To drive traffic back to your site, you’ll may want to only include the introduction as well as the next paragraph or two depending on the length of the article. By only including a small portion of the article, you’re getting your audience to continue reading the article on your blog.

This is where you’ll want to include a continue reading or read more link at the end of your article that brings readers back to your website.


Don’t Re-Post Every Article You Publish on Your Blog

Not every article is going to be successful on Medium or LinkedIn and so re-posting/syndicating content across other platforms shouldn’t happen for every single article you publish. Once or twice a month strategically select articles you want to share based on if:

  • It has the potential to generate a lot of shares
  • The article is generating a lot of traffic, and it’s doing well with your current audience
  • It meets the needs of your audience on that network

What to Do When Re-Publishing on Medium or LinkedIn

Do Consider the Audience

While Medium and LinkedIn are great platforms for re-posting your content, you’ll want to think about who your audience is on both platforms (they won’t always be the same).

Are you talking to a young professionals or addressing senior executives? Do they actually use this platform? Depending on the group, your tone and language should change to appeal to those individuals and make sense for the platform you’re republishing to. In some cases, you might even want to rewrite the article to effectively reach those audiences.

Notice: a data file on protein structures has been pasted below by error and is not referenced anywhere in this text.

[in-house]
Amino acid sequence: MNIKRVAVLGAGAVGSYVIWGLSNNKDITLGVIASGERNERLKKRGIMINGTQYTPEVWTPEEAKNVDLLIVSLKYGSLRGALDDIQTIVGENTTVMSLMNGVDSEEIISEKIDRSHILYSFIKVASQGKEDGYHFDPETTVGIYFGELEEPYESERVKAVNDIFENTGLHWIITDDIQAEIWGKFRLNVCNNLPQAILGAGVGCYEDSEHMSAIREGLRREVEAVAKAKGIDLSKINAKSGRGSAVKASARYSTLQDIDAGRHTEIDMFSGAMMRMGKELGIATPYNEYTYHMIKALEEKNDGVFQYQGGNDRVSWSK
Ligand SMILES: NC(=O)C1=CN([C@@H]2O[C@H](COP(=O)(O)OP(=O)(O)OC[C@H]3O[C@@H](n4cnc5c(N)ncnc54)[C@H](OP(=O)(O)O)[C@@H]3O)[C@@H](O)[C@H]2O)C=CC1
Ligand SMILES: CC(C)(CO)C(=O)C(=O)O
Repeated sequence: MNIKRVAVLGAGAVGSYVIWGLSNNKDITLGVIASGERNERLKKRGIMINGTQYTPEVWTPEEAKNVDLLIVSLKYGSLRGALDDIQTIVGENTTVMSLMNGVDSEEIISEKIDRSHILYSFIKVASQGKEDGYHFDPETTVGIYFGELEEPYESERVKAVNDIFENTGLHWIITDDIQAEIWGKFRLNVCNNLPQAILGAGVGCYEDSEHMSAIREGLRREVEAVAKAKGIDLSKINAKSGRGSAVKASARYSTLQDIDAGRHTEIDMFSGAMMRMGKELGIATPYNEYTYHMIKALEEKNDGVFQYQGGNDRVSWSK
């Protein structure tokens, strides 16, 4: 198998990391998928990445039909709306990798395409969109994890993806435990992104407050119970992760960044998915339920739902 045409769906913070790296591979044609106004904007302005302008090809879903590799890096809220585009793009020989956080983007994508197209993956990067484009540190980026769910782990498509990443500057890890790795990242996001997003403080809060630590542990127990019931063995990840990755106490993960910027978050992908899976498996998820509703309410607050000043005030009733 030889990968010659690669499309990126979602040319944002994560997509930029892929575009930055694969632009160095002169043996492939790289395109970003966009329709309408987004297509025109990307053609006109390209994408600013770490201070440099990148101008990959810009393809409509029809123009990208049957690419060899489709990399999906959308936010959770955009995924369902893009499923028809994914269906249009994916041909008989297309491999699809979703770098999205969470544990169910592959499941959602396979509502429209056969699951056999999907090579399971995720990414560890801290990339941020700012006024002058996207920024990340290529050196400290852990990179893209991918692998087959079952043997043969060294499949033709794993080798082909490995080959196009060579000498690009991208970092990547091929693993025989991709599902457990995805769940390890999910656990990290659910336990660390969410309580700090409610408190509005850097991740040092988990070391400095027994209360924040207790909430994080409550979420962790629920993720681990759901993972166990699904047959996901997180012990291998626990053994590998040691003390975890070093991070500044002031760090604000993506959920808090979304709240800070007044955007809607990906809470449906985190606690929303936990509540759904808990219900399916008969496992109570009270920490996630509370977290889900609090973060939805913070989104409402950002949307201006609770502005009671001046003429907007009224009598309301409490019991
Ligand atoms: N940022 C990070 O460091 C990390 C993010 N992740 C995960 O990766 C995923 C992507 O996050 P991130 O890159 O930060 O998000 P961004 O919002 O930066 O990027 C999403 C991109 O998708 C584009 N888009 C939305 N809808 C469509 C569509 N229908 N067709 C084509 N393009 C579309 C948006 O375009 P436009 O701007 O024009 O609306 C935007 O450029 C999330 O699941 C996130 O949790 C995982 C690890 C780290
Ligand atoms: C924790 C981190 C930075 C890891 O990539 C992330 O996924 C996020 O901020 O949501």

Another thing you’ll want to think about when posting on Medium is which account should you publish from. Should it be your company profile or from the author’s Medium account?

Here’s a quick way to decide:

  • Personal Account: If the topic is personal to you or you’re giving your opinion, those are great posts for publishing under your personal account.
  • Company Account: Should be used to publish other articles that are tactical or educating you on how to do something.

Do Have Your Website Identified as the Original Source

If you are concerned about having the site you’re syndicating on outrank you, use a rel=canonical link -- this is a snippet of code that basically tells Google and other search engines which website should be given priority/credit for the content on the page.

By using the line of code below, the site your article is republished on is essentially telling Google to give all the credit to you and to not index the article on the external website.